Loading ...
Sorry, an error occurred while loading the content.

Gated "communities"

Expand Messages
  • Matt Hohmeister
    Anyone familiar with suburbia has encountered gated residential areas--a tract-housing neighborhood or an apartment complex is surrounded by a fence, and has
    Message 1 of 2 , Aug 23, 2001
    • 0 Attachment
      Anyone familiar with suburbia has encountered gated residential
      areas--a tract-housing neighborhood or an apartment complex is
      surrounded by a fence, and has entrance gates. Residents have remote
      controls in their cars, and guests can use a touchpad phone at the
      gate to let their host know of their arrival--then the host can "buzz"
      the gate.

      And so much for security--you can walk (or ride a bike) into one of
      those areas in a second due to gaping holes. You only get the security
      clearance if you're in a car. :)

      Granted, some of those gated apartment complexes have very respectable
      buildings: well-built, attractive, 3-story buildings, each about 4
      apartments wide (thus, 12 apartments per buildling). Unfortunately,
      the swaths of parking between and around them kinda messes the whole
      thing up. :)

      I was once in Pozuelo, a relatively pedestrian-friendly suburb of
      Madrid. I went to a gated apartment complex there. Their gate? A
      walk-through gate with an electronic lock and a phone to ring your
      host. The gate goes into a center courtyard/pool area, and allows
      access to the apartments. This is how I can envision gated areas in
      Carfree.

      What we should *not* have in Carfree is gated areas so big they're
      awkward to walk/bike around--like we have here.

      I assume that if some private developer wants to be radically
      paranoid, they can build a district with card/phone access to get off
      the main boulevard--and fence in the two "halves" of the district. On
      the other hand, that would be like making a carfree version of
      suburbia, and I hope that noone would want to live in such a place.

      I would hope that, while gated apartment bulidings would still exist
      to make the courtyard private, we would not have to be so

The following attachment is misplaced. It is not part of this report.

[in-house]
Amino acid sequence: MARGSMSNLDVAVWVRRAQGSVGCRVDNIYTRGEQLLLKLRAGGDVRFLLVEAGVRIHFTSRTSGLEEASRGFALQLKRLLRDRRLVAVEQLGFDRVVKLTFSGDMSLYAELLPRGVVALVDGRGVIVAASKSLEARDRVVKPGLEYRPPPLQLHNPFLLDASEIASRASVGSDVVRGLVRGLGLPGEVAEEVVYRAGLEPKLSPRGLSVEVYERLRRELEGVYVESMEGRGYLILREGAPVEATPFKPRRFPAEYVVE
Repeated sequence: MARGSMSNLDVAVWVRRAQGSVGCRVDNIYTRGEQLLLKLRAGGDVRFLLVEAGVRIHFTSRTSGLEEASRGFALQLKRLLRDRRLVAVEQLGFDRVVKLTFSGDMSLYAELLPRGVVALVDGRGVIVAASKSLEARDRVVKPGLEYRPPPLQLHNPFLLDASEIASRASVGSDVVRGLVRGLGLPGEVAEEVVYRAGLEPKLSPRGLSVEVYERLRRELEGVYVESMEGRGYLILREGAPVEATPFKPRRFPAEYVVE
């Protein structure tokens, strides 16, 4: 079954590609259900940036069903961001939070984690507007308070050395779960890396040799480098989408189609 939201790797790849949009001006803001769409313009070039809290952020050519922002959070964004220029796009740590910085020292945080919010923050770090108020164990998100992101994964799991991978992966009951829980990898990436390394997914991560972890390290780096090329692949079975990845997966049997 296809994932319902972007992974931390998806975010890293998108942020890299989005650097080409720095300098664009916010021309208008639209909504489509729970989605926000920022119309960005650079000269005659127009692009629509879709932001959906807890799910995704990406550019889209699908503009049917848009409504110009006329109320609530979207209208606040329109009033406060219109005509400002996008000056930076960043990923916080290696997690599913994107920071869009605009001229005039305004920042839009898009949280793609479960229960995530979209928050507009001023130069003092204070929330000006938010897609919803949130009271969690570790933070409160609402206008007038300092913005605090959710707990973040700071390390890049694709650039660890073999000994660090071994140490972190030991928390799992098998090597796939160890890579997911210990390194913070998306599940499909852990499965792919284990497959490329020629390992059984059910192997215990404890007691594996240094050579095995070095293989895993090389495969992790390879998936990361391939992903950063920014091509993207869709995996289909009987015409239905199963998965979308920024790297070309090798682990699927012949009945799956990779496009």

security-paranoid, since Carfree will have some of the cheapest
      security protection available: everyone outside in the streets. Are
      *you* gonna carry a stolen stereo out a broken window and walk down
      the street with it if you'll be seen?

      --matt
    • Matt Lyons
      ... buzz ... Interestingly enough I spent my formative years growing up in one of the proto gated communities in Atlanta. Brianwood, located off Lavista Rd.
      Message 2 of 2 , Aug 24, 2001
      • 0 Attachment
        --- In carfree_cities@y..., "Matt Hohmeister" <mdh6214@g...> wrote:
        > Anyone familiar with suburbia has encountered gated residential
        > areas--a tract-housing neighborhood or an apartment complex is
        > surrounded by a fence, and has entrance gates. Residents have remote
        > controls in their cars, and guests can use a touchpad phone at the
        > gate to let their host know of their arrival--then the host can
        "buzz"
        > the gate.

        Interestingly enough I spent my formative years growing up in
        one of the proto gated communities in Atlanta. Brianwood, located
        off Lavista Rd. a few miles NE of the Emory/Druid Hills area, was
        built in the 70s as a sort of house/condo hybrid development. The
        individual condo units were basically houses that were connected to
        their neighbor by a common wall. They weren't exactly townhouses
        either(though a few could be considered as such), as their
        architecture and design had more in common with the traditionl
        residential dwellings of the time.

        Go here to see a picture:
        http://www.condoatlanta.com/Brianwood.html

        The development is fronted by brick and wooden fencing, but
        there is no physical gate structure, unlike some other similar
        developments from this time period. Serving as little more than a
        symbolic barrier, it nevertheless sent the message that this was a
        private community seperate from the surrounding 1950s/60s